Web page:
Whether it was Big for you or not, you need to start planning for next summer — Canada’s 150th — right now. Because waiting till next June to plan your July 1st will attach a lifetime of bad memories to the word “staycation.”
So here are 10 ways to make next summer as big, memorable and different as possible. They all acknowledge that our huge nation with its tiny population density will be swarming with visitors, including millions of Canadians.
1. Go where others don’t. Canada has 47 National Parks. Yet the big ones like Banff and Jasper are already groaning from too many visitors. Banff alone had 10 per cent more people this year past and the most since 2000. Think what it will be next summer. Instead, why not head to Gros Morne in Newfoundland whose fjords are every bit as beautiful as Norway’s. Or Georgian Bay Islands National Park, just a two-hour drive from Toronto and eerily like a Tom Thomson painting.
2. Invite the relatives (Part 1). Multi-generational travel is all the rage, with granddad happily picking up the tab. But pick a place (Canada has thousands of mountaintops and seaside coves) everyone can enjoy and whose backdrops will turn group shots into family heirlooms.
3. Invite the relatives (Part 2). What better excuse to re-connect with family members you’ve avoided for years than by inviting them to a Sesquicentennial Reunion. That way, you win points for reaching out, and you don’t have to talk to them for another 50 years at least — 2065, when we celebrate our bi-centennial.
4. Invite the Relatives (Part 3). Millions of us come from outside Canada. In fact, the majority of Torontonians were born outside the country. So rather than heading back to Italy, Jamaica, Scotland, Philippines or Russia to see your cousins, invite them to come here next year. Only your Russian relatives won’t be impressed by all our open space.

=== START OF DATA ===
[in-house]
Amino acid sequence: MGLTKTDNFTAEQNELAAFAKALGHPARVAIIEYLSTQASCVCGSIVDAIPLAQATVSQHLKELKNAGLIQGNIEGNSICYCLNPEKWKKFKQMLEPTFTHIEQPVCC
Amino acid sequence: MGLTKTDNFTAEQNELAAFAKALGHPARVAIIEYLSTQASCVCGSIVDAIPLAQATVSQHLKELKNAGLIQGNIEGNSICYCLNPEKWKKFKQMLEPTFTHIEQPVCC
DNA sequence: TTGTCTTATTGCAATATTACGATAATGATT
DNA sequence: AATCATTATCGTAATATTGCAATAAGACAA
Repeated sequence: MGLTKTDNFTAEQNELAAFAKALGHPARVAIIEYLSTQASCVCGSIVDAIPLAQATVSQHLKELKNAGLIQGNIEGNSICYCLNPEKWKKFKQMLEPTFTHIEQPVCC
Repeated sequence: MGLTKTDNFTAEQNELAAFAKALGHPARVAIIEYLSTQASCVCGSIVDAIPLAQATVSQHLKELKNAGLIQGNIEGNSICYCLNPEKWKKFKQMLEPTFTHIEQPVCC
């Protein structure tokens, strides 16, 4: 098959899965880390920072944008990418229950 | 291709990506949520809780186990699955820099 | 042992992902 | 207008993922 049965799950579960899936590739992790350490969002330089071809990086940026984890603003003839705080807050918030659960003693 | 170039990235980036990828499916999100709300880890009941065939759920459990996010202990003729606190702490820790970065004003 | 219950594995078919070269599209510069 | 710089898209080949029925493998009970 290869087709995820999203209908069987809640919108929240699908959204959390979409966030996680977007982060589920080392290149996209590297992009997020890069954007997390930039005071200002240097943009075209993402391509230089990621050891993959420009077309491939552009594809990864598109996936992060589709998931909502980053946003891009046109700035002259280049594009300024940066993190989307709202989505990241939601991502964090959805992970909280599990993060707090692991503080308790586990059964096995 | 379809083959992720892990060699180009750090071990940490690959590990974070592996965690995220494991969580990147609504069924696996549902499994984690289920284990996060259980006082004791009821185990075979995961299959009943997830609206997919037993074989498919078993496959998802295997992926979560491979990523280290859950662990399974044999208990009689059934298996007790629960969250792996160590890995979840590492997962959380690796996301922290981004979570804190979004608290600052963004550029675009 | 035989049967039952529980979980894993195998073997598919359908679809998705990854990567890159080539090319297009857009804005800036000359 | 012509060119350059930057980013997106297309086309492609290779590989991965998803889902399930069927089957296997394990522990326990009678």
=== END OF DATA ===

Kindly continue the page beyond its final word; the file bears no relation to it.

5. Support our indigenous people. Ninety per cent of our land mass is in what’s called “The North.” So why not head there — to Churchill, Manitoba to mingle with the polar bears; or hike Yukon’s Chilcoot Trail, the outdoor museum about the Gold Rush of 1898; or camp out in the newly-created Torngat Mountains National Park in Labrador.
6. Invite our newest people. Canada just took in 25,000 Syrian refugees. Why not reach out to them — and to all our other new immigrants — and make them part of our first 150 years too? After all, millions of us are either immigrants or our forebears were. Indeed, we’re not only a nation of immigrants, we’re Canadian because of our diversity.
7. Do something you’d only do once every 150 years. If you’re a foodie, visit every one of Canada’s Top 10 restaurants. If you’re a winey, visit Canada’s growing number of wine-producing regions. Or, now that global warming has made it possible to sail from west to east through the NorthWest Passage, why not do that before everyone does?
8. Create 150th anniversary traditions you can repeat every year. I know a family whose four members each plan to learn a new skill next year — from playing the saxophone, to doing fine woodwork, to writing a family history, to running a marathon. Then, starting in 2018 — our 151st anniversary — they’ll take four short breaks to immerse themselves into each of their brood’s newly-learned skills.
9. Take a road trip. We have 1,042 million kilometres of roads, thousands of tiny towns, huge mountains, vast prairies and infinite shorelines. What better way to bond with the family than bundling them all into the car and setting off on a road less traveled. And don’t worry if you get lost. That’s precisely the point. As they say: “Adventure is not in the guidebook and beauty is not on the map.”
10. Overspend. What’s an anniversary but a pre-approved excuse to spend more than you’ve budgeted? So if you’ve dreamed of helihiking in the Rockies at $1,000 a day or bunking in at Newfoundland’s Fogo island Inn at $1,675 a night, now’s the time to act with deliberate unreason. But start saving now for your iconic Canadian experiences — and start planning for them now, too.
Because next summer comes around only every 150 years. Time for all of us to come around now to make it our best birthday ever.